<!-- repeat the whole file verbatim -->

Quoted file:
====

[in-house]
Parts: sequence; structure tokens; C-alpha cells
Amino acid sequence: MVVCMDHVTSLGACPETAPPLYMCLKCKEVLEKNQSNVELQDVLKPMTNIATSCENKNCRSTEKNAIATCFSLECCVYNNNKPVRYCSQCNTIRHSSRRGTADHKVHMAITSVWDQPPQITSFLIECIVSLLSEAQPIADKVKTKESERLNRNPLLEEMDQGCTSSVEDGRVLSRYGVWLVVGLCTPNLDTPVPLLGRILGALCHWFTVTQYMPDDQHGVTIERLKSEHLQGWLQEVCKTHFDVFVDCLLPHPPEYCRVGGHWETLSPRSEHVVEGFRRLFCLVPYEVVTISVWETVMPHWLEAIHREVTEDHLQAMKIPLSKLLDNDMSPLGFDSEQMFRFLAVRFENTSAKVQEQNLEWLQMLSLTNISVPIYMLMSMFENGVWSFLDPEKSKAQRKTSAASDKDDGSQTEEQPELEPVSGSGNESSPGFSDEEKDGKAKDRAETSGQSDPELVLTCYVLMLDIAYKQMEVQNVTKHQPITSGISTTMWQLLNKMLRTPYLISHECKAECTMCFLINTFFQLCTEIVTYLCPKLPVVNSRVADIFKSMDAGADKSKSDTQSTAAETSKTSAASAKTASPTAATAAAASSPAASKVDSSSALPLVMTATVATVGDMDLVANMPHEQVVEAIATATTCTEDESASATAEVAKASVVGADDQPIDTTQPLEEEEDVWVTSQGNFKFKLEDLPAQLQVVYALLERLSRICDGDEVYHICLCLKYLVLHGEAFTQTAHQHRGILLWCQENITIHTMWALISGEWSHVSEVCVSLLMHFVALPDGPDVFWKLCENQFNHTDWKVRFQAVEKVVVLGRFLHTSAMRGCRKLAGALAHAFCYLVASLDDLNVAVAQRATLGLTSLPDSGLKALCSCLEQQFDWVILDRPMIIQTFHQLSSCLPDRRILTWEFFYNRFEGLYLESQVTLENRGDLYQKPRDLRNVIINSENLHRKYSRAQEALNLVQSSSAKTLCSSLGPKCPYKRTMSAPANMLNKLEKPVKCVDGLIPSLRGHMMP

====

[in-house]
Parts: sequence; structure tokens; C-alpha cells
Amino acid sequence: MVVCMDHVTSLGACPETAPPLYMCLKCKEVLEKNQSNVELQDVLKPMTNIATSCENKNCRSTEKNAIATCFSLECCVYNNNKPVRYCSQCNTIRHSSRRGTADHKVHMAITSVWDQPPQITSFLIECIVSLLSEAQPIADKVKTKESERLNRNPLLEEMDQGCTSSVEDGRVLSRYGVWLVVGLCTPNLDTPVPLLGRILGALCHWFTVTQYMPDDQHGVTIERLKSEHLQGWLQEVCKTHFDVFVDCLLPHPPEYCRVGGHWETLSPRSEHVVEGFRRLFCLVPYEVVTISVWETVMPHWLEAIHREVTEDHLQAMKIPLSKLLDNDMSPLGFDSEQMFRFLAVRFENTSAKVQEQNLEWLQMLSLTNISVPIYMLMSMFENGVWSFLDPEKSKAQRKTSAASDKDDGSQTEEQPELEPVSGSGNESSPGFSDEEKDGKAKDRAETSGQSDPELVLTCYVLMLDIAYKQMEVQNVTKHQPITSGISTTMWQLLNKMLRTPYLISHECKAECTMCFLINTFFQLCTEIVTYLCPKLPVVNSRVADIFKSMDAGADKSKSDTQSTAAETSKTSAASAKTASPTAATAAAASSPAASKVDSSSALPLVMTATVATVGDMDLVANMPHEQVVEAIATATTCTEDESASATAEVAKASVVGADDQPIDTTQPLEEEEDVWVTSQGNFKFKLEDLPAQLQVVYALLERLSRICDGDEVYHICLCLKYLVLHGEAFTQTAHQHRGILLWCQENITIHTMWALISGEWSHVSEVCVSLLMHFVALPDGPDVFWKLCENQFNHTDWKVRFQAVEKVVVLGRFLHTSAMRGCRKLAGALAHAFCYLVASLDDLNVAVAQRATLGLTSLPDSGLKALCSCLEQQFDWVILDRPMIIQTFHQLSSCLPDRRILTWEFFYNRFEGLYLESQVTLENRGDLYQKPRDLRNVIINSENLHRKYSRAQEALNLVQSSSAKTLCSSLGPKCPYKRTMSAPANMLNKLEKPVKCVDGLIPSLRGHMMP